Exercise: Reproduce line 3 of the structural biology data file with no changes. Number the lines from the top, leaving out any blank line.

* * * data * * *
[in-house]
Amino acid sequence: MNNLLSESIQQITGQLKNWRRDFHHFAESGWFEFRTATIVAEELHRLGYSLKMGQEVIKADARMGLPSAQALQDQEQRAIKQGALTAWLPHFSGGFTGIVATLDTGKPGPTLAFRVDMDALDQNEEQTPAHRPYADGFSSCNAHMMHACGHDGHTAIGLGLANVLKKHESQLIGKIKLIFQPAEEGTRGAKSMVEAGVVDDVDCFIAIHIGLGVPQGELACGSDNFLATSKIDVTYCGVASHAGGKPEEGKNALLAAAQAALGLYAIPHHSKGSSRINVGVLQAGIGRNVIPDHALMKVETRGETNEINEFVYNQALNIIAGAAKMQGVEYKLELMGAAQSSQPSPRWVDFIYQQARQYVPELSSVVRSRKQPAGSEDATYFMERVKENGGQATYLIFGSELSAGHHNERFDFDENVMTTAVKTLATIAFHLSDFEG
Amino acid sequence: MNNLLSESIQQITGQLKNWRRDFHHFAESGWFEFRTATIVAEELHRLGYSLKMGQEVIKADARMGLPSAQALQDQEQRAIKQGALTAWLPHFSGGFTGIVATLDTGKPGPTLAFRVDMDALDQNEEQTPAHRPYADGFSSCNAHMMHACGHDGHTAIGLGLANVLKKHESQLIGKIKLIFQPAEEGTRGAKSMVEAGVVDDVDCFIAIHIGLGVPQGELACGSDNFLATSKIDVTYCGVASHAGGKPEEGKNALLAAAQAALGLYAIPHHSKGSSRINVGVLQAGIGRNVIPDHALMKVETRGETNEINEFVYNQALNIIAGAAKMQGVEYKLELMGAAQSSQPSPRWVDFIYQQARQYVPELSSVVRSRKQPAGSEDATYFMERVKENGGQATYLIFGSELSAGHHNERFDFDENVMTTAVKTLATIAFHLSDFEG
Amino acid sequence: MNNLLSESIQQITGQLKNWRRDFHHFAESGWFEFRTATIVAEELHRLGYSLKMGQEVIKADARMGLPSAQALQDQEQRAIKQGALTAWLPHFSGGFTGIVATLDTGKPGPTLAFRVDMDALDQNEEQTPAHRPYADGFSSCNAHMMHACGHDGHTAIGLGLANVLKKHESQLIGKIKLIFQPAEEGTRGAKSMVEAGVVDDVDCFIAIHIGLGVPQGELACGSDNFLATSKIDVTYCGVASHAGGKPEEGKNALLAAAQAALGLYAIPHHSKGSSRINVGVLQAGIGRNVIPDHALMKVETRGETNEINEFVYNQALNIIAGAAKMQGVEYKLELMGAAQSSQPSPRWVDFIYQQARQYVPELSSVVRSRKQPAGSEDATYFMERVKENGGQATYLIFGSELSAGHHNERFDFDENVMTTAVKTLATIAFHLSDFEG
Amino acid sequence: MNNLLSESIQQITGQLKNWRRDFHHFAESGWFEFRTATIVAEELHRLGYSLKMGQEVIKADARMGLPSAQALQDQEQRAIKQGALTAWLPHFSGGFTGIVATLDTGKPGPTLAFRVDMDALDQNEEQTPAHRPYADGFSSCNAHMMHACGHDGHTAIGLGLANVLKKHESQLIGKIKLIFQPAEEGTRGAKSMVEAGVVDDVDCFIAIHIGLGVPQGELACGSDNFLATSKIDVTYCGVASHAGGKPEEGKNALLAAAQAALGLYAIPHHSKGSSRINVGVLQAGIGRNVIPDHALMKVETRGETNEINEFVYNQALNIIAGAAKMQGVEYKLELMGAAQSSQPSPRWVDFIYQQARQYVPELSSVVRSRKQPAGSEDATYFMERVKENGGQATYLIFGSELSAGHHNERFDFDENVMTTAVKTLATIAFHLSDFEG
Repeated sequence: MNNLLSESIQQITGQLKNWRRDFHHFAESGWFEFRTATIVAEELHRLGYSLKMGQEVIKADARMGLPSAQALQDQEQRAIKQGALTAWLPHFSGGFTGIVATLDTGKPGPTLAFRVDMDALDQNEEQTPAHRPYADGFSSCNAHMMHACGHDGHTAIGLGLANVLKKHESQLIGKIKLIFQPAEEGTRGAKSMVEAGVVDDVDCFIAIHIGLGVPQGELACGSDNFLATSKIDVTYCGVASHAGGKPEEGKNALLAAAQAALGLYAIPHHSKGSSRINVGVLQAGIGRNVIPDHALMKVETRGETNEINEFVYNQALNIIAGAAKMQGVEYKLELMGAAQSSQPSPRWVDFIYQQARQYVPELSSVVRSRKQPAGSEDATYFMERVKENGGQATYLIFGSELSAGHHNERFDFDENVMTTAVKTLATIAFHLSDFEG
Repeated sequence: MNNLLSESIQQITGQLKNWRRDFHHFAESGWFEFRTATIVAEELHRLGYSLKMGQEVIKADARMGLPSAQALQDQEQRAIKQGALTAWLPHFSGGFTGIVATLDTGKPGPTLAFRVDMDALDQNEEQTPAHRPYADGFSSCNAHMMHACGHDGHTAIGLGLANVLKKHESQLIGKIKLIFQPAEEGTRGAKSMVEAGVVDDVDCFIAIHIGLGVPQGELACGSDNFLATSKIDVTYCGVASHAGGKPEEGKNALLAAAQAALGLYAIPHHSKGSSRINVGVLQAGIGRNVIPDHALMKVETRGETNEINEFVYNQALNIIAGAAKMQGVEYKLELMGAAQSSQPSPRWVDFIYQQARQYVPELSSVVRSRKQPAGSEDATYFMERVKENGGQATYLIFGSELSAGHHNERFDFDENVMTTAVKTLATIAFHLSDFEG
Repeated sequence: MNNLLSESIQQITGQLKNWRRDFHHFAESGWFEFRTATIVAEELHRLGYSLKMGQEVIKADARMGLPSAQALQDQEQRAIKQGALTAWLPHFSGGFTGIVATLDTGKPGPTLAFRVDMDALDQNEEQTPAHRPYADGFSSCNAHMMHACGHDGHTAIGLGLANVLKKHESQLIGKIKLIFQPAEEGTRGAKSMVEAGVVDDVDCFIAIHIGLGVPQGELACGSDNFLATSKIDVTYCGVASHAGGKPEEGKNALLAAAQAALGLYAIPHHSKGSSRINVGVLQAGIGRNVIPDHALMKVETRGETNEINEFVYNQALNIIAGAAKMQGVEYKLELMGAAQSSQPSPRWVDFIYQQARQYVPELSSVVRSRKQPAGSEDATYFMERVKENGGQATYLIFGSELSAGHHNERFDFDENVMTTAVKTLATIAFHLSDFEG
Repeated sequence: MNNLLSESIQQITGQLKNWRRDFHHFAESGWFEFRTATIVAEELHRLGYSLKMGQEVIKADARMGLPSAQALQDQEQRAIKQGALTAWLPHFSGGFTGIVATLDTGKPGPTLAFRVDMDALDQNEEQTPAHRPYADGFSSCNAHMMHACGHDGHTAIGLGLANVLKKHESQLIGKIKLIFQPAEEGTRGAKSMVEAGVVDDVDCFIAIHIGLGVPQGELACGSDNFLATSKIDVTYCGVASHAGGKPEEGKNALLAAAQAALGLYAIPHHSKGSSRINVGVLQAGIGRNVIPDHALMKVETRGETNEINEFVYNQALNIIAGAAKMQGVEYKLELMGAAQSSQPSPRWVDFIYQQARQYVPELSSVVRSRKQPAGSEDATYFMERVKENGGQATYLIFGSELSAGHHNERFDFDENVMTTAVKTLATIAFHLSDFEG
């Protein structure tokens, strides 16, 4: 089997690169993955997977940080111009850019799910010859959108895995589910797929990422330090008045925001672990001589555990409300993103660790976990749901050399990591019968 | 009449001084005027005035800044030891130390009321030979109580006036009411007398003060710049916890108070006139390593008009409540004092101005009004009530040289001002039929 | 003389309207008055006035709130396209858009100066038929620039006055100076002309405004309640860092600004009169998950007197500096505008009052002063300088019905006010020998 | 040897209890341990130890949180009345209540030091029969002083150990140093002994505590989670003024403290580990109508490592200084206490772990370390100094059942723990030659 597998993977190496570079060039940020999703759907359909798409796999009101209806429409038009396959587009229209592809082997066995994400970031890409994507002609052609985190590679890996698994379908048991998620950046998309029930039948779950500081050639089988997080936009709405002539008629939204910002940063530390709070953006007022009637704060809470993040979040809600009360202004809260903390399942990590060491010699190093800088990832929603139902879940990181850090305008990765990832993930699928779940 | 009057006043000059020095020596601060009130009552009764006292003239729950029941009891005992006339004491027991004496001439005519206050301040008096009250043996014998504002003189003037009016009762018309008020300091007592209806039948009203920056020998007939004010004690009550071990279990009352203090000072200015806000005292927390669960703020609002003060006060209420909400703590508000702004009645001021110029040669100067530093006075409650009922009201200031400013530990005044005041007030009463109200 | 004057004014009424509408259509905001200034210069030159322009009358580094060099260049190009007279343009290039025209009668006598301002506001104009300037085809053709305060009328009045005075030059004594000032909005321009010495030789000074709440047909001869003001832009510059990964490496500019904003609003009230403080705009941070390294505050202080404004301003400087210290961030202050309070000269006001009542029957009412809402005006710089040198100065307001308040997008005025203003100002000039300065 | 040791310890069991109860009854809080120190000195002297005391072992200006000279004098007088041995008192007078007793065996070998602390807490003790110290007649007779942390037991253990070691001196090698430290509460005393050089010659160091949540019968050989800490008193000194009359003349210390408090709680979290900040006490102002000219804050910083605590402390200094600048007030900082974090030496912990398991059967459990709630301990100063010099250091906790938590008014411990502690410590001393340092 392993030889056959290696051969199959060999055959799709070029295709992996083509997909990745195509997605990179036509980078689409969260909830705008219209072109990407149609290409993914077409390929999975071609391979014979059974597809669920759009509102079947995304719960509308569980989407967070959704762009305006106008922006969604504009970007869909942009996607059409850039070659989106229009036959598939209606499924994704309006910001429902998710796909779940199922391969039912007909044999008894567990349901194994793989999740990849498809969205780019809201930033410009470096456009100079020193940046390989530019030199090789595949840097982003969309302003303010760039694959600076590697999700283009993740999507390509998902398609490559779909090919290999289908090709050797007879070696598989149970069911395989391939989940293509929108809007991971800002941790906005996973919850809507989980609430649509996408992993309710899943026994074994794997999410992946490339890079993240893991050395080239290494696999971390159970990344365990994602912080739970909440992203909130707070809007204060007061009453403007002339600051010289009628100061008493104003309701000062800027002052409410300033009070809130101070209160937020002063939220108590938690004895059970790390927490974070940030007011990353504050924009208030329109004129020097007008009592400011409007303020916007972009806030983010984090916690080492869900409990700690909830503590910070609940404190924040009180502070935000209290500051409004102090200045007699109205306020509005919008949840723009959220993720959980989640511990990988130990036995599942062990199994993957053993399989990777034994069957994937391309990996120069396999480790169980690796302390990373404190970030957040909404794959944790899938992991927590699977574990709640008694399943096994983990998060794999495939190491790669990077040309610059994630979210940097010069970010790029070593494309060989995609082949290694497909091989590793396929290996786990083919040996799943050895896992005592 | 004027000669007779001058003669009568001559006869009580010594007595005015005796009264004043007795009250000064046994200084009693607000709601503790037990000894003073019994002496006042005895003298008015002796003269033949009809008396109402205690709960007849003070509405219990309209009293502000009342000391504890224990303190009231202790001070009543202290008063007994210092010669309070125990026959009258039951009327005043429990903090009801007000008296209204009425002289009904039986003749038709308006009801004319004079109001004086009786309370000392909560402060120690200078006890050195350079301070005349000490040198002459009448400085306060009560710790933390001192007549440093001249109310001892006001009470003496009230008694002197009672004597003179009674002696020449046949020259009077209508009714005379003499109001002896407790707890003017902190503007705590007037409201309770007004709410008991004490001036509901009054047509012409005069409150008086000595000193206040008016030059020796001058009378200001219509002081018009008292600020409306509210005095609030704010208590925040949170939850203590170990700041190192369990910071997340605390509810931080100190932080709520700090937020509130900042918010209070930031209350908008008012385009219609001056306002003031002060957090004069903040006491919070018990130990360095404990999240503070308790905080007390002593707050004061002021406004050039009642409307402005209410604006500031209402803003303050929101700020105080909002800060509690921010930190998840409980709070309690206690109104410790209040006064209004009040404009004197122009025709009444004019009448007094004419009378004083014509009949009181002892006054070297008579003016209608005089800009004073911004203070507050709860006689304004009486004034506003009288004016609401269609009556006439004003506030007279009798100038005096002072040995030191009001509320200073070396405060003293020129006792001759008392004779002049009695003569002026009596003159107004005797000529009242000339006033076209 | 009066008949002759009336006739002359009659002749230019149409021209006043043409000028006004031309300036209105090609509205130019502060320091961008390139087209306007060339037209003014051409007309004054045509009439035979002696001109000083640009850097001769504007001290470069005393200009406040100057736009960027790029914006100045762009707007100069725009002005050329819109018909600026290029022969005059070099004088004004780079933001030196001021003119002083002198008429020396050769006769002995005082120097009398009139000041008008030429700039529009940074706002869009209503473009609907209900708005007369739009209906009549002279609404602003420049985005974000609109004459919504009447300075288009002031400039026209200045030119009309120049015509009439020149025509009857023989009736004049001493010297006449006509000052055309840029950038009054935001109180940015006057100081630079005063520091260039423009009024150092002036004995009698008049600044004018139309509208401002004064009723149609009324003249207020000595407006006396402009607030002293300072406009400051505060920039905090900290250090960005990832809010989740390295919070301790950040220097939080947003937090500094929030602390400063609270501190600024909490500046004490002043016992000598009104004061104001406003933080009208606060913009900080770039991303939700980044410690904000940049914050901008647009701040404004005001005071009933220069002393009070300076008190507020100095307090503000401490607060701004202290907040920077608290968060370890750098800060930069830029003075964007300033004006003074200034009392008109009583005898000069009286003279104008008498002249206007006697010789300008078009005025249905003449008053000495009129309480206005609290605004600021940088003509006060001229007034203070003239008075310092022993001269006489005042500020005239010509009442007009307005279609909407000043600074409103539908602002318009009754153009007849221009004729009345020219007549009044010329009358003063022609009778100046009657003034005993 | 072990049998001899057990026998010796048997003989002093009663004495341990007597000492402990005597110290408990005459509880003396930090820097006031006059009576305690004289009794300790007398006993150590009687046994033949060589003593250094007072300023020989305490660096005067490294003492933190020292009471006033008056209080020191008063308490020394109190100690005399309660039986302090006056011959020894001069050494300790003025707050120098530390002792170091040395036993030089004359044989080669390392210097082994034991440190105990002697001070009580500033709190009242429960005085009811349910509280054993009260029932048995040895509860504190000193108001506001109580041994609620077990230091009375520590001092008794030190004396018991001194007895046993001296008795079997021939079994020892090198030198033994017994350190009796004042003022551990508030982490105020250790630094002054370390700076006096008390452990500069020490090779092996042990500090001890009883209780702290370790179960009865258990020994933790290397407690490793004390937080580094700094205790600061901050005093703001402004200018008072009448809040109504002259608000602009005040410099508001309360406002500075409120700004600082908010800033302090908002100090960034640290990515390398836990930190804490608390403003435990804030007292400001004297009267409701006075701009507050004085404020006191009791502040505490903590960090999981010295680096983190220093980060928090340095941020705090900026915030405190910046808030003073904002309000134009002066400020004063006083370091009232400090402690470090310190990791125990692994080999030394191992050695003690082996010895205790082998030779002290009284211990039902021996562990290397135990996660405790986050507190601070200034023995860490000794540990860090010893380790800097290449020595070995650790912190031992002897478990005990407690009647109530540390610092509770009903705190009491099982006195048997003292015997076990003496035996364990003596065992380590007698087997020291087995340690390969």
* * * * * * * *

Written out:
Amino acid sequence: MNNLLSESIQQITGQLKNWRRDFHHFAESGWFEFRTATIVAEELHRLGYSLKMGQEVIKADARMGLPSAQALQDQEQRAIKQGALTAWLPHFSGGFTGIVATLDTGKPGPTLAFRVDMDALDQNEEQTPAHRPYADGFSSCNAHMMHACGHDGHTAIGLGLANVLKKHESQLIGKIKLIFQPAEEGTRGAKSMVEAGVVDDVDCFIAIHIGLGVPQGELACGSDNFLATSKIDVTYCGVASHAGGKPEEGKNALLAAAQAALGLYAIPHHSKGSSRINVGVLQAGIGRNVIPDHALMKVETRGETNEINEFVYNQALNIIAGAAKMQGVEYKLELMGAAQSSQPSPRWVDFIYQQARQYVPELSSVVRSRKQPAGSEDATYFMERVKENGGQATYLIFGSELSAGHHNERFDFDENVMTTAVKTLATIAFHLSDFEG